Harvey: “It became an exercise in trying to find something elemental in that kind of music and the atmospheres of that kind of music, going really deeply into that side of it, rather than going into the styles of that type of music as a genre.”
Cave: “Lyrically there’s an obvious influence, but you can’t call them blues lyrics either – they’re way too florid and congested, as all my records are.”

(Mute, 1986)
The Bad Seeds’ urge to keep making records, and Nick Cave’s literary preoccupations force a happy compromise – a covers record. Cash, Dylan – and, yes, the blues – get the Bad Seeds treatment.

Harvey: “Those first couple of albums, Nick is trying to work out what sort of music he wants to make – throwing a few darts at the dartboard and see what sticks. He was listening to a lot of John Lee Hooker – it was about Nick trying to work out what sort of music he wanted to write. Kicking Against The Pricks was probably a continuation of that.”
Cave: “I started to write a novel, And The Ass Saw The Angel, and I really threw myself into that, and that took me away – I sort of disappeared into this netherworld of sitting in this room on my own.”
Harvey: “The excuse was that he was writing his book, so he couldn’t write any songs, but in some kind of unconscious way he wanted to study the kinds of things he was interested in musically, picking out songs of different styles, to kind of help him form himself, about what he wanted.”
Cave: “We decided we’d do an LP of cover versions. For me it was a revelation, that record, because it forced me to sing in a different way, which was closer in to the mic, and I sang soft, and I discovered I had something in my voice, a rather sensuous, pleasing sound, which I had no idea existed. I’d always loathed what came out of my mouth, and I found it sexy, in a… fucked up sort of way.”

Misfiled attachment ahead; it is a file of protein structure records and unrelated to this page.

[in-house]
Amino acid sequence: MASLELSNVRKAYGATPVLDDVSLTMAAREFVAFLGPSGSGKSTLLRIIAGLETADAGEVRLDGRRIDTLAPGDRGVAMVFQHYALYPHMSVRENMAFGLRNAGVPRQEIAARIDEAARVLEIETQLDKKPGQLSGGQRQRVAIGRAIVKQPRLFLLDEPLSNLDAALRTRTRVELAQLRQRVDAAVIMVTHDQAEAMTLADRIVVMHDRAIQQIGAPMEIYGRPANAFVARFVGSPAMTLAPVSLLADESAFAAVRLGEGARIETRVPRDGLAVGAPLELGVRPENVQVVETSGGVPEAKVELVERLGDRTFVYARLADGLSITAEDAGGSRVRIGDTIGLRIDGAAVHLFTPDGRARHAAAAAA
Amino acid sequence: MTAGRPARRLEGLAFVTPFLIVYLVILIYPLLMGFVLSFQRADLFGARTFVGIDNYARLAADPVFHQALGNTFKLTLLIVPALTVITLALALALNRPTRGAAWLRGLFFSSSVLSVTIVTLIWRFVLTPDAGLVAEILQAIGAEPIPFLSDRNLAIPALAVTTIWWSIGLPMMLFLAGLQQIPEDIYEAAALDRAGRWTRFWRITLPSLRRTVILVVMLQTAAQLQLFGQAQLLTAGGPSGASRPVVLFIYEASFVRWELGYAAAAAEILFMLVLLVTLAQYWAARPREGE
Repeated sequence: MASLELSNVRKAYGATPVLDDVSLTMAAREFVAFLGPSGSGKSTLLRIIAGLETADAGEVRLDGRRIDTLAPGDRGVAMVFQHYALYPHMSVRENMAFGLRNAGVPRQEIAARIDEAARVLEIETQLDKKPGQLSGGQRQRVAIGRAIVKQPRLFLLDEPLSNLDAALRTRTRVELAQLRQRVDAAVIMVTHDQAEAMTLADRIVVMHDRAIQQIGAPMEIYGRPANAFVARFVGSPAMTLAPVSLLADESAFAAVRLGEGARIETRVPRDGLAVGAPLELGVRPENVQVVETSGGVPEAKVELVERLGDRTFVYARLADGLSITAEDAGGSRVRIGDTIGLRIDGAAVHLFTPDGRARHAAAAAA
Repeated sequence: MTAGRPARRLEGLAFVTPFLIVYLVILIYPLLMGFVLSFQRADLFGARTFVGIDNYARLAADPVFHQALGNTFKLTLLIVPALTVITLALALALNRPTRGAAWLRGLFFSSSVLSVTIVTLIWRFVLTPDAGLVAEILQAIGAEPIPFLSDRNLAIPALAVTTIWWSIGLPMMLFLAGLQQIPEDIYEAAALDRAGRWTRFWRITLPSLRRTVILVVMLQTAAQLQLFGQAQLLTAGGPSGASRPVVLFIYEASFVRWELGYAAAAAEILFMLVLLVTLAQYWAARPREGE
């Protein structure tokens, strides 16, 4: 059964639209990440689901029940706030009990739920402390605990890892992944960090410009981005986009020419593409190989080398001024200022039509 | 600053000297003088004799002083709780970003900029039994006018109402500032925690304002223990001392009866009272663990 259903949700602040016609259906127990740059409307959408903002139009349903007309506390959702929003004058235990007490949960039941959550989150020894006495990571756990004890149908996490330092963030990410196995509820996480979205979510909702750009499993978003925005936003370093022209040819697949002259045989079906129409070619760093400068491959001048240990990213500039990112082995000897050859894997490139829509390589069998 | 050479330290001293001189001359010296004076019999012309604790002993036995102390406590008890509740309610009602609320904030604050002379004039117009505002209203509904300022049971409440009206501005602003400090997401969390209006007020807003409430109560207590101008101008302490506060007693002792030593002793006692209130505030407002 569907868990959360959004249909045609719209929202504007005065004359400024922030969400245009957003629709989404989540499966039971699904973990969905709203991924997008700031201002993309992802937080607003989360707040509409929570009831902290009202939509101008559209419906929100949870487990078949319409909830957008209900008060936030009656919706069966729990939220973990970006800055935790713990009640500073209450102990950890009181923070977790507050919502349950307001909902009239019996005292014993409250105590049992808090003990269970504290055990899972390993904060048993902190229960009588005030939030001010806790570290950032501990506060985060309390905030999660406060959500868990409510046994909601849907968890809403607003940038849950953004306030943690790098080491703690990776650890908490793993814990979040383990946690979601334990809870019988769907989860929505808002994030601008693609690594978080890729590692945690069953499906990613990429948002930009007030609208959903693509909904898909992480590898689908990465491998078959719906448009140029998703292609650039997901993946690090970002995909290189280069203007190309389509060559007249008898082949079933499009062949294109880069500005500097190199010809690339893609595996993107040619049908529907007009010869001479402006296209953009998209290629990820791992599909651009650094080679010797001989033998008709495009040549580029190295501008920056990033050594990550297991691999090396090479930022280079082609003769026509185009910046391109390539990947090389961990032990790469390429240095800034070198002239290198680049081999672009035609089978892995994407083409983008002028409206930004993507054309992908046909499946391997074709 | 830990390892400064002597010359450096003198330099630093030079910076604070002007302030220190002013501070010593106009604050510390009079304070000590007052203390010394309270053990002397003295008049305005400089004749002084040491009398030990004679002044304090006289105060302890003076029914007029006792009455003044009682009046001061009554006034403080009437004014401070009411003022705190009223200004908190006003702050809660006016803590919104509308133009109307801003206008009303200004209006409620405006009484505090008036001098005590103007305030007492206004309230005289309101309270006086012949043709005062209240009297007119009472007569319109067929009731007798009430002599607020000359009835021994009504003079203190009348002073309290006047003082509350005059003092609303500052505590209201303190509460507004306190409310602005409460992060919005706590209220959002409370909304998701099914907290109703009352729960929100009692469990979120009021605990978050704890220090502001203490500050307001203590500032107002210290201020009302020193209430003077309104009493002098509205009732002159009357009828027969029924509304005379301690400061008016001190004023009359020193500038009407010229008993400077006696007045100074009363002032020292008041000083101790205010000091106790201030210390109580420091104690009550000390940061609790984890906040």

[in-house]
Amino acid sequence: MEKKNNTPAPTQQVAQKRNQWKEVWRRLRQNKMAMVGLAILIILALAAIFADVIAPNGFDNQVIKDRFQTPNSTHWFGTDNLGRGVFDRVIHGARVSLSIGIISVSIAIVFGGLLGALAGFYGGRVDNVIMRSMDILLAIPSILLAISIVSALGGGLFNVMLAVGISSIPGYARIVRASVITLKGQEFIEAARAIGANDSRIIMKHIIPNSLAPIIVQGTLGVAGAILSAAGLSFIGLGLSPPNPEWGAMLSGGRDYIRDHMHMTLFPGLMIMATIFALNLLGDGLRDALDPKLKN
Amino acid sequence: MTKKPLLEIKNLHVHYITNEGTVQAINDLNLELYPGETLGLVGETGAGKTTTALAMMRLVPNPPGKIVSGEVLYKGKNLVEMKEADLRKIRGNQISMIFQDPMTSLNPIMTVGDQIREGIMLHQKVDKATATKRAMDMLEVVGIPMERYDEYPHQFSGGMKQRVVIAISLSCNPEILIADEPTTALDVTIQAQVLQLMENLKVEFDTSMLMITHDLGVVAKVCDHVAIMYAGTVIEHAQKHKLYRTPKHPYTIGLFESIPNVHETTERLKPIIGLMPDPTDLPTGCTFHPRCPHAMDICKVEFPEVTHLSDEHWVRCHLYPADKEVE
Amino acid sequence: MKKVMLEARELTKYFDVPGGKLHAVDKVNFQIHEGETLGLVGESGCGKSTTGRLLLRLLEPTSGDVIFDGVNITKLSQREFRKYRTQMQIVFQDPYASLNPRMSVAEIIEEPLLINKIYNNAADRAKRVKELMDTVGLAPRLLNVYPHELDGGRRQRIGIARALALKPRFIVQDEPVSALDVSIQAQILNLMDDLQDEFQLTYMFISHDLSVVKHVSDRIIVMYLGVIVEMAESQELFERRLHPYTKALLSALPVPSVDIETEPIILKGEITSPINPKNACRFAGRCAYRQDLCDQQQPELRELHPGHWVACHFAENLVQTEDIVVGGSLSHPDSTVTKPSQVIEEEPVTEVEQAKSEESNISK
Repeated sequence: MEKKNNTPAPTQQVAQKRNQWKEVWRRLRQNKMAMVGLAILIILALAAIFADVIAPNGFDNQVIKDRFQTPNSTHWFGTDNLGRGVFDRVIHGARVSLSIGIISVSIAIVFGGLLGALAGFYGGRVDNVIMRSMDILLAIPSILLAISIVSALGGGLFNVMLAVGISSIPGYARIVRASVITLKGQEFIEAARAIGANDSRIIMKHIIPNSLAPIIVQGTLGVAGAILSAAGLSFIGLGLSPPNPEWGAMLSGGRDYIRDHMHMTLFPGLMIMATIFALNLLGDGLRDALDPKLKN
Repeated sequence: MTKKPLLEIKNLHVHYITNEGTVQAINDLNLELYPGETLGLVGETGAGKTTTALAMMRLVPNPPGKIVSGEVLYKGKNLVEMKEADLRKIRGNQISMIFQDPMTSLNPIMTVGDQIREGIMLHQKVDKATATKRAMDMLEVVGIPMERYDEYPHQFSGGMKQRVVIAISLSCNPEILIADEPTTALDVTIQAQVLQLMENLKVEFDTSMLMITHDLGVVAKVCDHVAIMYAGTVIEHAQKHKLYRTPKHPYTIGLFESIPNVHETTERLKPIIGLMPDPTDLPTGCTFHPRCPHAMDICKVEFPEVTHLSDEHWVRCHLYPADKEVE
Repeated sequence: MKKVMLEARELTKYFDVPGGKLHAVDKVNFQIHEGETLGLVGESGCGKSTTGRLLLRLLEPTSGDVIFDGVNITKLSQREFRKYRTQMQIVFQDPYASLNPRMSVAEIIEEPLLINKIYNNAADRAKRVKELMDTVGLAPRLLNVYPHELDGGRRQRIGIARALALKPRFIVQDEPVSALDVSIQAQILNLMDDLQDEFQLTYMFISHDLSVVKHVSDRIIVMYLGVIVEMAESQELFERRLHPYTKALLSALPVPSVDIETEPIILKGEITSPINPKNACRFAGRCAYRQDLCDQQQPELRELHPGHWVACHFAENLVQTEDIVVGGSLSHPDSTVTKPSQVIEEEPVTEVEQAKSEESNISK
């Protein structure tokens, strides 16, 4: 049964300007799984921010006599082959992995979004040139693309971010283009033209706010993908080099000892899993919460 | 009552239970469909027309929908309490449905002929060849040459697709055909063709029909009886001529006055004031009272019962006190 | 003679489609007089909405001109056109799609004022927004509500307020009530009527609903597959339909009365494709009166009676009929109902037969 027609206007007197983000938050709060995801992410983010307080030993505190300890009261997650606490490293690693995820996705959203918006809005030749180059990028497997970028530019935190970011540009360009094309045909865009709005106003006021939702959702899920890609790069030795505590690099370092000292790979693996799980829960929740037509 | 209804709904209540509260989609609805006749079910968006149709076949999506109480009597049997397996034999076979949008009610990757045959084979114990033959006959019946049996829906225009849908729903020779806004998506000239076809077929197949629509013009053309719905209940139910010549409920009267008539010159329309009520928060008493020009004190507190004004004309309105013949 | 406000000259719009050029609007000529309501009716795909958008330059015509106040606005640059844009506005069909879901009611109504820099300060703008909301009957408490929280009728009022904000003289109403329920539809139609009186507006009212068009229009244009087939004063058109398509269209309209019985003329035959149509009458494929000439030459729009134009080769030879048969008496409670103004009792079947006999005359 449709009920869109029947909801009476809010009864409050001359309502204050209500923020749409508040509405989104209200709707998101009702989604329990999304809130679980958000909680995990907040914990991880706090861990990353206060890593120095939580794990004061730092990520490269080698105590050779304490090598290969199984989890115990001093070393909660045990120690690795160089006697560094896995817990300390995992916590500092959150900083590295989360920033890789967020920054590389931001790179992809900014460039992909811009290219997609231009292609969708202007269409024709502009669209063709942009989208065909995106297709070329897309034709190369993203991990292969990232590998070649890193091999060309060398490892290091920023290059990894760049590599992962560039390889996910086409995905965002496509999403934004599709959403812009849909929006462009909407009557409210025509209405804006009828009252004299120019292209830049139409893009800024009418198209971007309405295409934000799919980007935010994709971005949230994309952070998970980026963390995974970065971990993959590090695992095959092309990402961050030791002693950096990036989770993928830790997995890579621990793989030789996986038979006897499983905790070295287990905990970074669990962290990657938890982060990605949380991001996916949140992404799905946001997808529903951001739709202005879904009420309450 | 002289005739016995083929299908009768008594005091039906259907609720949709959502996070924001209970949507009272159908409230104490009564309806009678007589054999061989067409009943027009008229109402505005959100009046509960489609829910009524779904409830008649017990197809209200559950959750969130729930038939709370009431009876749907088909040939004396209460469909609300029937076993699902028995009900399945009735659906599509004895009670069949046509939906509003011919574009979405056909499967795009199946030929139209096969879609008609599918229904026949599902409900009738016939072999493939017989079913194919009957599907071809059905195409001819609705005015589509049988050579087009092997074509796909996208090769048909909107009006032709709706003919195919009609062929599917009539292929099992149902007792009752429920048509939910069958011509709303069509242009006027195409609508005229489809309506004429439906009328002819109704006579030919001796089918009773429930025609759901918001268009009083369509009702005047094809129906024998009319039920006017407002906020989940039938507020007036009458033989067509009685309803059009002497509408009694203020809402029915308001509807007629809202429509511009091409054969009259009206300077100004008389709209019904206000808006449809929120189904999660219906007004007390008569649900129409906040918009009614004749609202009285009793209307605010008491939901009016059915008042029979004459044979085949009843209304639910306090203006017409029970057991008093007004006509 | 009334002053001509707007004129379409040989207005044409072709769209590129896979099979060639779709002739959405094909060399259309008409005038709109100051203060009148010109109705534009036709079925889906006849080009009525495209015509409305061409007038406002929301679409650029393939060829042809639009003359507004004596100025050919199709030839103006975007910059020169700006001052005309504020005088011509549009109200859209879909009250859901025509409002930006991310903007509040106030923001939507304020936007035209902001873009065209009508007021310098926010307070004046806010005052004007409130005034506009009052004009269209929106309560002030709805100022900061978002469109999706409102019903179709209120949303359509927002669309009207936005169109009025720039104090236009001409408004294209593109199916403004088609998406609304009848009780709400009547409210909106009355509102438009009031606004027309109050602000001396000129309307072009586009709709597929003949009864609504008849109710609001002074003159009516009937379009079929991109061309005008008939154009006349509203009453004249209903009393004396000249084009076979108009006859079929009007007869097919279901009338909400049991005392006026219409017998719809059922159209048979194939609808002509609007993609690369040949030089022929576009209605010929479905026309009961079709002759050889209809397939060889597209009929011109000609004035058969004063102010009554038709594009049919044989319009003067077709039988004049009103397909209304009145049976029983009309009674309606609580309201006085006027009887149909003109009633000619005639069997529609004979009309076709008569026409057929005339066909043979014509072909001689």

(Mute, 1986)
A moody and surprisingly melodic effort, this album sets the tone for the occasionally shambolic, but continually widescreen music the Bad Seeds will become renowned for…

Harvey: “It was recorded at [Berlin recording studio] Hansa, which is such a great sounding room. It’s very much a Hansa/Berlin record. I was homeless at the time, I had no fixed abode. I was in Berlin for a month in the summer – maybe that’s when we did it.”
Cave: “This has always been the band’s favourite record – or for a long time it was. We really hit on something there. We found it really beautiful – to me there’s some really delicate, strange abstracted kinds of songs, that I really loved. One of my favourite Bad Seeds songs is ‘Stranger Than Kindness’, which has a kind of unearthly beauty about it, and I think that’s largely because I had nothing to do with writing it. I mean that in the way that it remains mysterious to me, and very beautiful – Anita Lane wrote it, and Blixa wrote the music.”
Harvey: “That was a real way forward for the band – the use of a lot of different elements comes to the fore in that album. Somehow they seem to indicate a way forwards for the group, and I think we continued working off that template for quite some time. It was a touchstone in a way, for what we should do and could do: probably all the way up to Let Love In, and even the Murder Ballads album.”
Cave: “I discovered I was a natural crooner. Shane MacGowan once said to me, around the time we made that record, ‘You’re a crooner,’ and I went, ‘Get fucked – you can fucking talk.’ But in a way, he’s right.”

(Mute, 1988)
The Bad Seeds, en masse, pitch up in Berlin. The album spawns the classic Cave compositions “The Mercy Seat” and “Deanna” – both still in the band’s live set. The recording is marked by a certain degree of chaos.

Cave: “By that stage we were hitting on something, but hitting on it a little too hard. That record was so fucked up, the making of it was seriously difficult for everybody. I think you can kind of hear that a lot.”
Harvey: “Hearing it back again, I’d completely agree with that. It’s a complete basket case of a record. We did tracks in Berlin, then it moved through three different studios in London, and on to Australia, different studios in Melbourne. It was a real ramshackle… mess.”